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Friendly Aquaponics Newsletter
Number 44
July 19th,  2011
Images from our farmily aquaponics farm
Aloha Friend,
What's happening at Friendly Aquaponics these days? We're doing something we should have done a lot sooner. We've planted 180 varieties of vegetables in our aquaponics systems to do in-depth growth and marketing testing on them. Six months from now, all that information will be in the manuals and available to the public. We've been guilty along with everyone else in aquaponics of just growing lettuce and basil, and basil and lettuce forever, to the point that there's little or no information available anywhere about how to grow REAL FOOD in aquaponics systems.

That's what we're doing now. Let them grow lettuce and basil; we're growing butternut squash, and melons, and sixteen different varieties of tomatoes, twelve varieties of beans, even some things that look like they might attack you and try to eat you!. Although we originally did a test planting of 135 varieties of vegetables in our first commercial aquaponics system in 2007, we switched over to lettuce so soon that we didn't get the information we needed to see which other vegetables produced enough to be considered for commercial aquaponics system use.

We needed to pay the bills, and lettuce is valuable, easy to grow and market. By the way, aquaponics systems grow the best tasting lettuce you've ever had! We'll still grow lettuce because everyone loves it, just not lettuce to the exclusion of everything else.
Although we're still tracking down the origins of the lettuce blight that hit us, it hit at least five other Big Island farmers we know of at the same time. Some of these farmers are organic-in-the-soil farmers, so it is beginning to look like it was a systemic island-wide event rather than a disease that singled out just our farm, or that only affected aquaponics farms.

We've got lettuce back in our systems now, and it looks fine. Susanne has done some sophisticated water testing now, along with one other aquaponics farm, and she's gotten the USDA plant analysis lady to go to the other farms and check them out as part of this mystery lettuce disease adventure. One of the things we're quite suspicious of is that the lettuce blight appeared in farms that were either ONLY growing lettuce or PRIMARILY growing lettuce, in other words, in farms that were monocropping. The best you can say about this situation is that it encourages diseases by offering lots of landing area, and by not cycling different crops that don't get the same diseases.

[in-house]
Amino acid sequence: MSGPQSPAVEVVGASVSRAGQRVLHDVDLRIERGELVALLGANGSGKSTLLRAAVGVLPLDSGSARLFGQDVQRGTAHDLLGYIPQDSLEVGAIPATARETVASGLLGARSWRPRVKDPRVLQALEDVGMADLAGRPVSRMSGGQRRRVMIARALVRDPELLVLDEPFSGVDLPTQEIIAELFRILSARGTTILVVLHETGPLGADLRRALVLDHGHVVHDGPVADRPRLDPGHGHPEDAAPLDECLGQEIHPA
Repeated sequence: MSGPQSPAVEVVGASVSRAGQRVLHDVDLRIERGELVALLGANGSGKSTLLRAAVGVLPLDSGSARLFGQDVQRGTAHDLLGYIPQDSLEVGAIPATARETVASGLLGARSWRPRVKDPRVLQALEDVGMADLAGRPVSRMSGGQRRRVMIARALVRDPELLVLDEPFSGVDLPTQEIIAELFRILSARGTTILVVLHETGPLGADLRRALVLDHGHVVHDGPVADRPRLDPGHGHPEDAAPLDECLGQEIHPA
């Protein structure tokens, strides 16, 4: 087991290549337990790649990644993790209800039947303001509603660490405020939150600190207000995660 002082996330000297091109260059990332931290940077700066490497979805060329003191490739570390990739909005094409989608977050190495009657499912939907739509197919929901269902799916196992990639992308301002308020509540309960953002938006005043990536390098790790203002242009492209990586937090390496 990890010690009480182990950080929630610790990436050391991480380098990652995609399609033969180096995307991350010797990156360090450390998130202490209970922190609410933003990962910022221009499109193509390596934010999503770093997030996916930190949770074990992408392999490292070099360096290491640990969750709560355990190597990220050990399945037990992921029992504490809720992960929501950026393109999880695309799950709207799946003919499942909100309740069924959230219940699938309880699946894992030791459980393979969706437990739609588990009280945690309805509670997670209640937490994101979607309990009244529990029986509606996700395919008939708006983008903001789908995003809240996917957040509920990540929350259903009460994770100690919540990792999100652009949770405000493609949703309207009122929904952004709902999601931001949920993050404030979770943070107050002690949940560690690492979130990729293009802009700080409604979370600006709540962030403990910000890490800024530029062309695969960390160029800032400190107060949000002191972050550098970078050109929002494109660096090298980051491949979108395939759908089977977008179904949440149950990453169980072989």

If you're interested in commercial scale aquaponics, please take a look at our Commercial Aquaponics Trainings (Special Offer in right sidebar of this email), where you will learn more about real-life operation of a commercial aquaponics system than you can anywhere else in the world. For smaller home backyard and apartment systems, please read on:
Purchase Construction Plans and Operating Info for 4 Different Sizes of Apartment/Condo Aquaponics Systems $49.95

Our Apartment/Condo System package includes new and easy-to-understand building instructions and complete operating information for 4 different sizes of small aquaponic systems based on our years of experience operating a commercial aquaponics farm. Anyone can build a system out of plastic barrels, but operating one successfully without good and easily-understood information can be frustrating. You simply use the "Daily Operations Checklist" in the manual and follow the step-by-step instructions on your way to success.

We spent hundreds of thousands of dollars, hundreds of hours, and built our first commercial aquaponics systems with FAR less information than this manual contains. We included all the information learned from that experience in this manual so you don't need to make any of the same mistakes we did.

Learn about our Apartment/Condo Systems!

Aquaponics Nugget #44:
"Cheap" Fish Food is NOT Cheap!

As we mentioned in our previous newsletter #41 (NOW available with all the other newsletters on the "Tadaah!!!" Back Issues Of Newsletters page, that we finally got around to creating after all you readers considerately and politely bugged us for long enough to REALLY embarrass us) an additional benefit of farming aquaponically is that decent-sized aquaponics systems eliminate mosquitoes in a sizable surrounding area! If this interests you, please visit our new webpage Malaria Eradication Systems to find out more about this amazing and valuable phenomenon!

We are REALLY, REALLY going to cover the
"Cheap Fish Food is NOT Cheap!" subject I promised eons ago. Now. Really!

Many of us tend to use price as our only consideration when purchasing things. A common example is eating something cheap instead of something you actually WANT to eat that costs more. You feel bad afterwards, have gas, get a headache (our kids all do now after McDonalds, and don't even ASK to go there anymore!), and don't end up with the nutrition you were really after. What appeared to save you money ends up costing you far more. Cheap fish food is the same.

We first experimented with cheap fish food when we tried feeding some $0.34/pound dog food to our tilapia. This was at a time when the fish food we used 500 pounds a month of had just increased in price from $0.42/pound to $0.60/pound. We threw the dog food in the fish tank; it floated, got soft, and the fish ate it.
We thought we had found a way to save some money until the next day, when we took a look at the top of the fish tank, and found wads of floating, gritty, yellow fish poop. If you rubbed a wad of the stuff between your fingers it was as gritty as if you had crushed a bunch of corn chips and mixed them with water. It was obvious that not much of the nutritional value of the dog food (if any!) had remained inside the fish. So we canned this experiment early, and the fish rejoiced by eating even more of their "expensive" food. We hadn't really gotten the message yet. Isn't that the way with life? You almost have to get hit over the head with something to pay attention.

Then, I got a call from a student whose plants had nitrogen deficiencies and looked sickly. Fortunately it was fish feeding time, and I saw him throw a handful of pellets into the fish tank that were at least 5/16" in diameter before they started to soak up water. The fish just ate a few of the pellets, then left the rest alone; VERY different from feeding time at our place, where you have to step back quickly from the tanks after you throw the food in so you don't get soaked.